CLEVELAND — Stacey Mazzurco spent the last 37 years as a nurse at University Hospitals Cleveland Medical Center. Today, she's the director for the Clinical Trials Unit, Onco-Cardiology Program, and Women's Cardiovascular and Community Benefit Centers in the UH Harrington Heart & Vascular Institute.
Last summer, she was vacationing in Riviera Maya, Mexico, at a resort with her family. Another family from Missouri was trying to re-create a picture from a vacation years ago, and Stacey happened to be sitting nearby and offered to take the picture. That led to a casual conversation about things to do at the resort.
The family went back to their activities and Stacey went back to her book, but a short time later, Stacey realized something was very wrong with Rita, the matriarch of the family.
The Hartley family elaborated in a letter to the DAISY Foundation:
"This is when my dad noticed my mom was laying oddly on the pool lounger. He attempted to adjust her to be more comfortable (she was laying on my pool bag full of toys for the girls and sunscreen) and when he did, her right arm flopped down off the lounger.
"We tried to wake her up and she was slurring her speech and wouldn’t open her eyes. We started to panic. My brother ran to get a medic or help from the staff at the resort, they sent a lifeguard. He attempted to get her blood pressure and pulse ox and was struggling. We kept asking them to call for another medic, someone with more training.
That’s when Stacey stepped in; she realized Rita was having a stroke.
"She really took charge of everything that was going on because, unfortunately, those medical professionals were not really trained to really help her," Rita's daughter Melanie told 3News. "They were struggling to get her pulse and simple things we thought that most people would know how to do."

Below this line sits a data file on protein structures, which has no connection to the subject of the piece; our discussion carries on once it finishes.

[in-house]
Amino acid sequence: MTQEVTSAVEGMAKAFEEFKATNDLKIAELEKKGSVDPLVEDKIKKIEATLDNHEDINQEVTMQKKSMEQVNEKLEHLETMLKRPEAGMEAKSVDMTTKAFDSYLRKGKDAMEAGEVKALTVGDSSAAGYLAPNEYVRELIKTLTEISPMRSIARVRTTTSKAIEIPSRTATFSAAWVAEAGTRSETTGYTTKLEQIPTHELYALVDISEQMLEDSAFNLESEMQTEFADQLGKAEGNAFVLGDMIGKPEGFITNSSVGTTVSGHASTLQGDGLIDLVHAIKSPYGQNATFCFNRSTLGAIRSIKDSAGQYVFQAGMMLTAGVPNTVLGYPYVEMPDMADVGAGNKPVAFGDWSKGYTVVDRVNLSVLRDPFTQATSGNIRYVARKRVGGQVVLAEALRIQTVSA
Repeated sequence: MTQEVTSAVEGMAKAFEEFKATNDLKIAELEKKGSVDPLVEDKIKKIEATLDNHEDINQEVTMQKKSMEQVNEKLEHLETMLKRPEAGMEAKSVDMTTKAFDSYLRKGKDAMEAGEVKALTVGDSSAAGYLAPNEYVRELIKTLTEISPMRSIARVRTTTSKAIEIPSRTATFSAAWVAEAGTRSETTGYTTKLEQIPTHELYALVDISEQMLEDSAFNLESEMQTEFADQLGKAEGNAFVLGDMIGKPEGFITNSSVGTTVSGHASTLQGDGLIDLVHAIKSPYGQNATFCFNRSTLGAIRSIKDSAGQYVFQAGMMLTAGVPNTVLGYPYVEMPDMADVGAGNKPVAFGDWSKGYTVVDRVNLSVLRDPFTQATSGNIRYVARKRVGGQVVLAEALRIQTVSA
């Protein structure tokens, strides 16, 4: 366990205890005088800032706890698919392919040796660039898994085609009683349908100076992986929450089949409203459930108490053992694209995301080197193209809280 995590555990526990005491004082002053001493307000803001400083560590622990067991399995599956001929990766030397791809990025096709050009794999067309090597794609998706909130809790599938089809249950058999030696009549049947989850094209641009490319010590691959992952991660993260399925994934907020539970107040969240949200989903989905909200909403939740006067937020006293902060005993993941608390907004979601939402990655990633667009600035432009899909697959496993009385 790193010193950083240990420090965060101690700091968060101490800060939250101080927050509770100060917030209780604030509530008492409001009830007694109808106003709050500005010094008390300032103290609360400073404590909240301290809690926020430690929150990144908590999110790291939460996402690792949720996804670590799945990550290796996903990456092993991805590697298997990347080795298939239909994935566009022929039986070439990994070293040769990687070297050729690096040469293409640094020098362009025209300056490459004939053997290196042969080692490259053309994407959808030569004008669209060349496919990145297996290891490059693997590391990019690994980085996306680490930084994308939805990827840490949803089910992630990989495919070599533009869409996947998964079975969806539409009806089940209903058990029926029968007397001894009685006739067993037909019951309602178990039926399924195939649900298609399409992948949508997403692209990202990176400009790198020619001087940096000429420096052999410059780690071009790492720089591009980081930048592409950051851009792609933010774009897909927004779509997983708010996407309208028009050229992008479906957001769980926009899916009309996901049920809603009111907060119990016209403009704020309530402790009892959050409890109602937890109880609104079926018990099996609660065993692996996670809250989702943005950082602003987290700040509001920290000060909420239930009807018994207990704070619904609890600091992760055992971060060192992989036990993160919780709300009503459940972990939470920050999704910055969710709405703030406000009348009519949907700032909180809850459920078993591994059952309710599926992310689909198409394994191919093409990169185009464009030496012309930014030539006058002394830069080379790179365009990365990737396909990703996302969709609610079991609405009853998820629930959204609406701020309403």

The resort doctor arrived, but Stacey was stunned to see him standing off to the side and not stepping in to help.
"The doctor wanted them to pay him $475 before he would even come over," Stacey said. It was an eye-opening experience.
"The resort was not as quick to treat as you would here in the states, and I was pretty firm like asking them for things like the family had requested. They called 911, but they didn't want to hear about it. I think they really thought she had too many margaritas, but she was definitely having a stroke."
They did provide a blood pressure cuff, and Rita's blood pressure was 200/120. Stacey kept reiterating to the staff the seriousness of the situation, so much so that they actually called security on her.
Stacey called back to the emergency department at UH, and a doctor told her to ask other guests if anyone had aspirin. Another guest ran back to their room to get some that that she was able to give to Rita.
Finally, the squad arrived, but that's when Stacey learned the nearest hospital was 45 minutes away. Time equals brain loss when it comes to stroke, and Stacey feared Rita's situation would only get worse without fast treatment.
When the squad left, Stacey kept in contact with the family to tell them what questions to ask the doctors. Then she followed up, even after they returned to the U.S.
The resort was lacking in basic medical care: There was no AED, not even a backboard at the pool to stabilize someone.
"It was probably the most challenging and hardest thing I've ever done as a nurse," Stacey recalled.
Nearly a year later, Rita is doing much better. She still has some vision and speech issues, but she's recovering well, and she knows she owes her life to Stacey.
"It was comforting that she was helping us through the experience, and I also feel very blessed that we ended up at the hospital that we did," Rita said. "I had angels looking over me from the beginning."
The family was so touched by Stacey’s involvement they nominated her for a DAISY Award. The DAISY Foundation recognizes extraordinary nurses, and Stacey won.
Both families hope others learn from their experience — Rita says it's important that everyone knows what type of medication each travel partner is taking, and Melanie hopes people do their due diligence on any resort they choose to vacation. Trip insurance also helped the family.
Stacey says to ask about medical emergency protocols, what lifesaving devices are available, and if a doctor is needed, is payment up front required, and if so, how much?
Stacey was so infuriated by the doctor's behavior; she reported him to the Mexican Medical Board. But keep in mind, foreign countries often do things differently, and the medical care you expect in the States is not often available elsewhere.
As a tip, read reviews of other people's experiences. Both Stacey and the Hartleys wrote reviews of the resort they stayed at and their experience.
Here are some more tips from the U.S. Department of State, and you can read Stacey's DAISY Award story here.